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Atlético Madrid’s investment not enough to compete with neighbours Real Madrid

Atlético have only invested €23 million less than Real Madrid over the last decade, but the Bernabéu outfit have won 20 titles compared to five for Simeone’s team.

Valverde celebrates his goal at Atlético-Real Madrid.

The Madrid derby came and went, with Real Madrid winning 2-1 on Sunday. Over the years Madrid have been seen as the powerful, wealthy side of the pair, while Atlético claimed a more modest role. But the transfer figures over the last 10 years belie this assumption. Since 2013, both clubs have invested practically the same amount to strengthen their respective squads.

As might be expected, Real Madrid’s investment is higher, by a mere €23 million over the last decade. During this time, Madrid spent €1,082.4 billion on transfers and earned €959.5 million from sales, for a total of €-122.9 million. Atleti, on the other hand, spent €1,054.3 billion (only €28.1 million less than Madrid) and earned €954.3 million (€5.2 million less than Los Blancos), meaning their figure stands at -€100 million. The difference is just €22.9 million.

Madrid adding silverware

And the curious thing is that, with practically the same investment, Madrid have added more to their trophy room. Over the same period, they have won 20 titles (five Champions League titles, three La Liga titles, one Copa del Rey, three Spanish Super Cups, four European Super Cups and four Club World Cups), while Atleti have won five (two La Liga titles, one Europa League, one European Super Cup and one Spanish Super Cup). It must be taken into account that after success, Atleti have had to deal with the exodus of many of their star players. In the summer of 2014, when they won La Liga and were runners-up in the Champions League, Diego Costa and Filipe Luis left, and the following summer Arda Turan left. Madrid have an easier time retaining their top players and the difference probably lies in the salaries each club is able to pay: Los Blancos’ budget for this season is €683 million; Atleti’s is €341 million, less than half that.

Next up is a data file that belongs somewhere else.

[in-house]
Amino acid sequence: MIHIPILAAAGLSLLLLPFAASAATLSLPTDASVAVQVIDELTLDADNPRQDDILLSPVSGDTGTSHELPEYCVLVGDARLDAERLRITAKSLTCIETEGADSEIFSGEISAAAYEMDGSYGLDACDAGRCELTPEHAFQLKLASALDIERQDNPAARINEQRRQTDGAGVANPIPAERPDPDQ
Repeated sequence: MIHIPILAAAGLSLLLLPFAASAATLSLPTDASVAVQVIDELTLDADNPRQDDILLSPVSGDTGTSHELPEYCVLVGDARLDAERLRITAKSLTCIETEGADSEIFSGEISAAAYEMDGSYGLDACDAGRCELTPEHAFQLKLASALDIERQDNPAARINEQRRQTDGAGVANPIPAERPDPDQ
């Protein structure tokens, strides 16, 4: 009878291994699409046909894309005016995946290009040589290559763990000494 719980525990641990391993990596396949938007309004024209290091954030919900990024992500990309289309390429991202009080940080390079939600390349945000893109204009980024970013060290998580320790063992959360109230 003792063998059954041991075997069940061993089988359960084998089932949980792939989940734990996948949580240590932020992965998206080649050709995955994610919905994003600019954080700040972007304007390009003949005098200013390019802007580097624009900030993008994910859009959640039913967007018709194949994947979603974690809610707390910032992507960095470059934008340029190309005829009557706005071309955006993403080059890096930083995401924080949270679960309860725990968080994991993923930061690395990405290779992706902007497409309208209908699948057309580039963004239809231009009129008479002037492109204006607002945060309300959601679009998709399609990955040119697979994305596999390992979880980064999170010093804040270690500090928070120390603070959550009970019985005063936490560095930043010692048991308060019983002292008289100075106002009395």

Simeone overachieving?

All in all, Atleti have been able to make big signings in this time. “Miguel Ángel (Gil Marín) asked me for four or five Champions League qualifications in a row when I arrived and that’s 10 seasons now [in a row],” explained Diego Simeone in May. That has meant stability, and with that stability came João Félix (€127.2 million), Jan Oblak (16, not much for a top goalkeeper for a decade), Jackson Martínez (35, a fiasco, and left after six months for 42), Thomas Lemar (72), Kevin Gameiro (32), Vitolo (35) and Antoine Griezmann (30, when he had only made a name for himself at Real Sociedad).

Real Madrid investing in youth

Since 2013, Madrid have won five Champions League titles from a possible nine. Gareth Bale (€101 million), Isco (30), James (75), Kroos (25), and Hazard (100) all arrived. Madrid are now signing players at a young age, even if they are expensive, with a view to the future. Eduardo Camavinga (€40 million), Aurelién Tchouaméni (80), Rodrygo (40), Vinícius Júnior (45), Éder Militão (50) are the recent examples of that.


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